The Mill Hill, Seen by LSE Students report was commissioned by Mill Hill Neighbourhood Forum and carried out by an independent LSE student team between November 2014 and July 2015. Mill Hill is a suburb located in the borough of Barnet, in the north of Outer London.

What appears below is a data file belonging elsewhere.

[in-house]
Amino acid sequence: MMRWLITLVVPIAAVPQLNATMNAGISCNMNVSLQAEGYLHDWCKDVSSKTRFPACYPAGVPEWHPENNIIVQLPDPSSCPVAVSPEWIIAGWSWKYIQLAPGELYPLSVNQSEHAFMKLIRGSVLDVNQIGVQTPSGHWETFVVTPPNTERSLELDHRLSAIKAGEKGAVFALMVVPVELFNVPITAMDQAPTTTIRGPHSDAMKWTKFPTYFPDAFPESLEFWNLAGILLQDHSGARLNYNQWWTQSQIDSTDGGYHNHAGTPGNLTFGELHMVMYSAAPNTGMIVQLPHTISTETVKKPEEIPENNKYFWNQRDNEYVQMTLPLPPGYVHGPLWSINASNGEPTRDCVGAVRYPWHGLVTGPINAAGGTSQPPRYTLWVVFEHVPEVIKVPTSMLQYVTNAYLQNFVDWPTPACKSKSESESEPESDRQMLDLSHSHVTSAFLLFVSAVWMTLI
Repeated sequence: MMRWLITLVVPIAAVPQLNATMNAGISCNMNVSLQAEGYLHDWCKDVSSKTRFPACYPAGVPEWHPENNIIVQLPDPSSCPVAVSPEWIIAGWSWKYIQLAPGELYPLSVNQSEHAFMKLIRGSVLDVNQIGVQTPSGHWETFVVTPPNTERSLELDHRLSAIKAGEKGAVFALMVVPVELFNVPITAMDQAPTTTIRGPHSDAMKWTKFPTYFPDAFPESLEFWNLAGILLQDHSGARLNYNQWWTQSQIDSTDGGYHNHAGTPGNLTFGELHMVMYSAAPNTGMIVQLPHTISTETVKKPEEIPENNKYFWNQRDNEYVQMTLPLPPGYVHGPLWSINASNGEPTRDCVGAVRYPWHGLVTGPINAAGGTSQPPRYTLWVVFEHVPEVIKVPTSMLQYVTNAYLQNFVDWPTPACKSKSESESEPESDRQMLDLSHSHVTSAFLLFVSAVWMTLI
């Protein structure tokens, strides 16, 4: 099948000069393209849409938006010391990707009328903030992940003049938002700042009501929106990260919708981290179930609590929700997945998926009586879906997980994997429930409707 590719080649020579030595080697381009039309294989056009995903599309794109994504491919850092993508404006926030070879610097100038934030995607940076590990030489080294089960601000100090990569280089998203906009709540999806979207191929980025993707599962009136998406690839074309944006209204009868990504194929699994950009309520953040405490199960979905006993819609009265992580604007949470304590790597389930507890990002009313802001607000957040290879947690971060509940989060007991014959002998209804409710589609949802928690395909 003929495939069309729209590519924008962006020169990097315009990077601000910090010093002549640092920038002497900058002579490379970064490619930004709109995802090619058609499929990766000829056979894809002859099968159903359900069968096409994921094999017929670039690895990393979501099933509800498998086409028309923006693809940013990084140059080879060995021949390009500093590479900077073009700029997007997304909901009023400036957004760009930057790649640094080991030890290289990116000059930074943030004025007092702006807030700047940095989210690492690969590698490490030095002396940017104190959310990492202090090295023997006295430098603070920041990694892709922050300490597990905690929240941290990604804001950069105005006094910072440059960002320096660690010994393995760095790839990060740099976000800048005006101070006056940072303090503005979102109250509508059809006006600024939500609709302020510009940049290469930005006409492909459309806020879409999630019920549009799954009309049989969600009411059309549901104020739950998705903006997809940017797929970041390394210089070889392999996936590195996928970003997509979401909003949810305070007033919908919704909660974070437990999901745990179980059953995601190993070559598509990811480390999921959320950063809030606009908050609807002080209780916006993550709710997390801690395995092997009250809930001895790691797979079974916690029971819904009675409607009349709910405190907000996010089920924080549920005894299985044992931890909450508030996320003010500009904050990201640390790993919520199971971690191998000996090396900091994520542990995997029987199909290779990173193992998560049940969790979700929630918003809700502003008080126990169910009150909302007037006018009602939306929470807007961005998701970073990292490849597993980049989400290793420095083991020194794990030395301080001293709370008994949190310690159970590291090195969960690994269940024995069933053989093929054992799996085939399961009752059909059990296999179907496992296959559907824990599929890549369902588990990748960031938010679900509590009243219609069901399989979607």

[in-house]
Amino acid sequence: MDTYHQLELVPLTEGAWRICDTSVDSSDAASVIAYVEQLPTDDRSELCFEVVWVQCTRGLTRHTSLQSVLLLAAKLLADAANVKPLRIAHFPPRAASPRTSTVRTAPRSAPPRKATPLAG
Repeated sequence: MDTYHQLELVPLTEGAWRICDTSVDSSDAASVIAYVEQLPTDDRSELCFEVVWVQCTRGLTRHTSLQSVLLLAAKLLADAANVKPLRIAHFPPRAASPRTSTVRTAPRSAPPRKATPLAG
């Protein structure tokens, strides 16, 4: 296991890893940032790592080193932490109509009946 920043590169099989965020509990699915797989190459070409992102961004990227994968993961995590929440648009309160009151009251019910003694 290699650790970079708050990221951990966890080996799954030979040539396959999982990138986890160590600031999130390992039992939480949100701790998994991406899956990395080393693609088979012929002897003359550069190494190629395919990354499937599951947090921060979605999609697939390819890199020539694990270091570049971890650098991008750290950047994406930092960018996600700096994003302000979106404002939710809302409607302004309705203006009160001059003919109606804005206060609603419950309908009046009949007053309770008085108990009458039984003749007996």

Surrounded by Green Belt land and well connected to Central London, over the last century Mill Hill has developed as a desirable place to live and work. The evolution of Mill Hill is intertwined with that of the broader London region and as such, global economic and social forces impact its development in terms of population, housing and employment. The last few years have seen a continuous growth in population and a decline in local employment in Mill Hill. This suggests a shift in the relationship between the city centre and one of its peripheries, a shift seen as part of a “post-suburban state” by some scholars. The agenda of urban renaissance, developed in the early 2000s, brought new challenges for suburbs in terms of delivering higher-density settlements and increasing their overall environmental sustainability. New flatted developments, decline of the local High Streets, and the departure of large institutions such as the National Institute for Medical Research illustrate the changes that impact the identity and function of Mill Hill within the regional economy. Nevertheless, suburbs are also places that are actively shaped by their residents. The Localism Act (2011), acting on the embedded assets of local communities, gives the latter the opportunity to produce Neighbourhood Plans, putting in place a vision and policies for the future development of the area. Mill Hill residents have seized this occasion and formed a Neighbourhood Forum to tackle the issues related to the evolution of the built and open environment of the locality to ensure that new developments meet the community’s needs and reflect its identity. If successful at referendum, the Neighbourhood Plan will be part of the statutory development plan of the area and constitute a binding community-led framework for new developments.